Truth and facts matter. Say it out loud: Editor’s Commentary
Biopharmas have a responsibility to raise their voices to restore faith in facts, truth and science, writes Editor in Chief Simone Fishburn
Biopharmas have an extra responsibility to restore faith in facts, truth and science, writes Editor in Chief Simone Fishburn.
First they came for the climate scientists, and I did not speak out because I wasn’t a climate scientist. Then they came for the mask-wearers, and I did not speak out because I was working on a vaccine. Then they came to ransack the Capitol.
The soul-searching of all Americans about what led to the Jan. 6 events brings a special responsibility to scientists, notably biomedical scientists and the biopharma industry, whose bedrock is adherence to evidence-based facts in the name of saving lives. Citizens and scientists in other countries should take heed too.
This special responsibility requires anyone who builds their life, their business, their career around the quest to use science to treat and prevent disease to speak out and counter the forces that denigrate the value of standards of evidence upon which people can agree, regardless of where their political affiliations lie or how they would implement the evidence to create policy.
At the same time as 2020 was a high-water mark for the biopharma industry in creating vaccines for COVID-19 in record time, and receiving recognition for that, it was a nadir, one hopes, in the value of truth and facts among the U.S. population.
Now the industry must use its newly enhanced reputation to act as standard-bearers for the truth: truth in science, truth in a pandemic, truth in politics.
A direct line
There is a direct line from climate change denial to diminishing COVID-19 dangers to mask defiance to rejecting election results to blocking the democratic process and the peaceful transfer of power.
Those who rolled their eyes at mentions of the “assault on truth” in the past four years should take a long, hard look in the mirror.
The Trump presidency has been an unceasing battering of the truth, with the phrase “alternative facts” entering the lexicon, and leaders, including scientific leaders, laying low in order not to rock the boat, as President Donald Trump and his adherents questioned the validity of well-established scientific principles.
In the first two years of Trump’s presidency, the industry benefited from modernization of regulatory policy under Scott Gottlieb’s leadership at FDA, while at the same time, climate scientists were being rubbished by the administration, even in the face of mounting evidence of extreme weather disasters ravaging cities and towns.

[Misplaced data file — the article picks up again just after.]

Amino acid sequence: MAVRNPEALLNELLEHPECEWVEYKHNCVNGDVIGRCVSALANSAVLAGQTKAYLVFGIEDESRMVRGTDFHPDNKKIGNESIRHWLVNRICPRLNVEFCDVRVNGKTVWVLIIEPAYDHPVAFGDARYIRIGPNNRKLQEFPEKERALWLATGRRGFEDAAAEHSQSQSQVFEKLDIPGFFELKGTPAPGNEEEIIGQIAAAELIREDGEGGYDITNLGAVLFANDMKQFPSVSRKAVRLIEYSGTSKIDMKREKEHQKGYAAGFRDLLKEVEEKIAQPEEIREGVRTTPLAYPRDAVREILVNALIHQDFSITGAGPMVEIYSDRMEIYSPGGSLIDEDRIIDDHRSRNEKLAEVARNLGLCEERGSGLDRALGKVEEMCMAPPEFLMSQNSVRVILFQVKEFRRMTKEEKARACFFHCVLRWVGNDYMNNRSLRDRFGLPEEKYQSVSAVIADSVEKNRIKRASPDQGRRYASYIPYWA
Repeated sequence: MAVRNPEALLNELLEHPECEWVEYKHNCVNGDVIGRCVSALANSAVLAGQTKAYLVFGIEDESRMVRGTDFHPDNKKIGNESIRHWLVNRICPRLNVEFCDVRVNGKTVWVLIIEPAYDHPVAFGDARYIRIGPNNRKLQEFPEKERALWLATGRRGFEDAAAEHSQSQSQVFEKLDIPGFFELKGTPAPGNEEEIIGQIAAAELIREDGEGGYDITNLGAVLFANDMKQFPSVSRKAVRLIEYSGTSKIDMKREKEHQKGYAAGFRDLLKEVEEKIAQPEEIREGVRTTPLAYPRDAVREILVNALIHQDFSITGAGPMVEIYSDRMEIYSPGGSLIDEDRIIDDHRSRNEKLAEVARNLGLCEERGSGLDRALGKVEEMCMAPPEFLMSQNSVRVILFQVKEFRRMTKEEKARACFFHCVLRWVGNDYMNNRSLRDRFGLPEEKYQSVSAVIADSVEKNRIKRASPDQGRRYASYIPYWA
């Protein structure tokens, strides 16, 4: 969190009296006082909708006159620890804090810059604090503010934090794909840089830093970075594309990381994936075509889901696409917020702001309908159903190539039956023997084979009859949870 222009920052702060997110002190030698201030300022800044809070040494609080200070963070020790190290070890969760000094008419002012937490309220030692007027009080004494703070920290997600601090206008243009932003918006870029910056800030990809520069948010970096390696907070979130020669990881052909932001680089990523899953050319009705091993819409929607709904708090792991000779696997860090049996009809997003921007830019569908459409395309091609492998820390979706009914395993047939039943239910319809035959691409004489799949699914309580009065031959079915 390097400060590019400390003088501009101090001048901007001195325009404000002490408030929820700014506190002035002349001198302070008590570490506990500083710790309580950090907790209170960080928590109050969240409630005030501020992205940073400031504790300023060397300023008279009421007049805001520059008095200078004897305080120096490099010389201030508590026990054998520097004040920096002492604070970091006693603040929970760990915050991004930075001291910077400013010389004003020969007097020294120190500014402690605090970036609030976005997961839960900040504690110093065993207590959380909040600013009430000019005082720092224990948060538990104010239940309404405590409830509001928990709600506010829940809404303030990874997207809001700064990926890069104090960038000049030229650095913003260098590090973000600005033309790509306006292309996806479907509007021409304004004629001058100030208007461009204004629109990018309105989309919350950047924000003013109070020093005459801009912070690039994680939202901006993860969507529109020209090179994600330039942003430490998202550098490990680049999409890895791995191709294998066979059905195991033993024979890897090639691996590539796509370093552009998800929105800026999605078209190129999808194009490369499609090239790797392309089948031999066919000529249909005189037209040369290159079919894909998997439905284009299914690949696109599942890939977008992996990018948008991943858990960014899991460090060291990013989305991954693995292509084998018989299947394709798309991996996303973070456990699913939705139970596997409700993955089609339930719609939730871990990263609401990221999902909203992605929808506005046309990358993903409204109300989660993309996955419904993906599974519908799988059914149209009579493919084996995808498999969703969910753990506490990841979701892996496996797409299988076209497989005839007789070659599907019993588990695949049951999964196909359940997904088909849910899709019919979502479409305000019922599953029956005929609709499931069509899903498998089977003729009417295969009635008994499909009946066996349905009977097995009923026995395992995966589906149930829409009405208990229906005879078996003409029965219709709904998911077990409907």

When the pandemic hit, biopharmas rushed into action to create countermeasures. But they didn’t speak out when Trump pronounced that COVID-19 would go away in a few days or dismissed the usefulness of masks.
There is a direct line from climate change denial to mask defiance to rejecting election results to blocking the peaceful transfer of power.
The litany of disinformation last year and the intrusion of politics into science — the emergency use authorization of hydroxychloroquine, the embarrassing postulation about bleach as a cure, the attempt to whitewash data on case numbers, to name a few — have not only damaged science, but debased FDA and CDC, previously two of the most revered public health bodies in the world.
The cost has gone from more than 370,000 deaths from COVID-19 in the U.S. to shaking the foundations of democracy.
A responsibility and an opportunity
Where does one go from here?
This is a start, but not enough. Relying on trade organizations to make announcements dilutes the impact that broad and numerous statements on policies, actions and commitments can have.
Captains of industry — pharma and biotech CEOs, investors, regulatory leaders — should use their voice and their influence in plain light and behind closed doors to oppose the devaluing of science and facts, whether the attack is on their house or someone else’s.
What’s been lost in the public conversation is how to determine fact from fiction. Once the facts are in place, there can and should be differences on how to act on them or what policies to create. This is the realm where political differences should lie.
Evaluating evidence and agreeing on the facts is the bread and butter of every biopharma company, regulator and investor. There is an opportunity to educate the public about how this process works, and how to build a framework for evidence on which people can agree.
Last week, Albert Bourla, chairman and CEO of Pfizer Inc. (NYSE:PFE), joined other business leaders in the Partnership for New York City in a Jan. 4 statement by calling on Congress to accept the Electoral College results.
On Sunday, the Blue Cross Blue Shield Association said it is suspending political contributions to members of Congress who objected to the Electoral College count.
More must follow. Truth must be told, about disease, about vaccines and about elections.
Biopharmas should take the chance to be the flag-bearers for this movement.
Signed commentaries do not necessarily reflect the views of BioCentury.